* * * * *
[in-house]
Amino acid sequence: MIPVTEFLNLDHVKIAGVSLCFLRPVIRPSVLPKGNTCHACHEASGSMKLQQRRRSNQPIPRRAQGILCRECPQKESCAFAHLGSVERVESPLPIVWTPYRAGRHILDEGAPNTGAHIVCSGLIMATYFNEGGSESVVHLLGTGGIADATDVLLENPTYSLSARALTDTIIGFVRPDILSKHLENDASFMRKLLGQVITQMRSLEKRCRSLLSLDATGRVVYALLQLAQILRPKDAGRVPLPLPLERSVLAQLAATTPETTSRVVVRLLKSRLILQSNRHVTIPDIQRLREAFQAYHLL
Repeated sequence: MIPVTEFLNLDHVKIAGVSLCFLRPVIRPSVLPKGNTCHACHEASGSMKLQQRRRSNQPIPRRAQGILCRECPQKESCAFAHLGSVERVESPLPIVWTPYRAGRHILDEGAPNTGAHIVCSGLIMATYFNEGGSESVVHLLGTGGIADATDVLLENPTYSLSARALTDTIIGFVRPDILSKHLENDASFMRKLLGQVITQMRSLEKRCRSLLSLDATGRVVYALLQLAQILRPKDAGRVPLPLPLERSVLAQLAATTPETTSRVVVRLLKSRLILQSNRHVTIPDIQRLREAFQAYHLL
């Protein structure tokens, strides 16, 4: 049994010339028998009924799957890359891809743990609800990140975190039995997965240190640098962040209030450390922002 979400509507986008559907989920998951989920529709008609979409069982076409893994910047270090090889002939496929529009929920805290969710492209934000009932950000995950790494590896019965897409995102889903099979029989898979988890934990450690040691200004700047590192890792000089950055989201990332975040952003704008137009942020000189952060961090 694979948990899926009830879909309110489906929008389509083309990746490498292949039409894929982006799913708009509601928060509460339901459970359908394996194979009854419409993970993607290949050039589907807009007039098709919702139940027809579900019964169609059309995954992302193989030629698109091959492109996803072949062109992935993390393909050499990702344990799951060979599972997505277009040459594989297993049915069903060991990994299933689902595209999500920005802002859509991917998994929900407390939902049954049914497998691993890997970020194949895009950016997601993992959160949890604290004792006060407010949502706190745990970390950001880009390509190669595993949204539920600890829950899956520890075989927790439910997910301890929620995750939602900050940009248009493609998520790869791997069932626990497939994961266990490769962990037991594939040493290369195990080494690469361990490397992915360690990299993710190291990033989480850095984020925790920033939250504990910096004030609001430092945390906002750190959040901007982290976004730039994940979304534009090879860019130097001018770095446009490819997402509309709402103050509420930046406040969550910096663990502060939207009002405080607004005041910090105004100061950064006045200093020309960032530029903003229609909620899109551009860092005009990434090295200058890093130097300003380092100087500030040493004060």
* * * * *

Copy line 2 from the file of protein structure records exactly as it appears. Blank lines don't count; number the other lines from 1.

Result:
Amino acid sequence: MIPVTEFLNLDHVKIAGVSLCFLRPVIRPSVLPKGNTCHACHEASGSMKLQQRRRSNQPIPRRAQGILCRECPQKESCAFAHLGSVERVESPLPIVWTPYRAGRHILDEGAPNTGAHIVCSGLIMATYFNEGGSESVVHLLGTGGIADATDVLLENPTYSLSARALTDTIIGFVRPDILSKHLENDASFMRKLLGQVITQMRSLEKRCRSLLSLDATGRVVYALLQLAQILRPKDAGRVPLPLPLERSVLAQLAATTPETTSRVVVRLLKSRLILQSNRHVTIPDIQRLREAFQAYHLL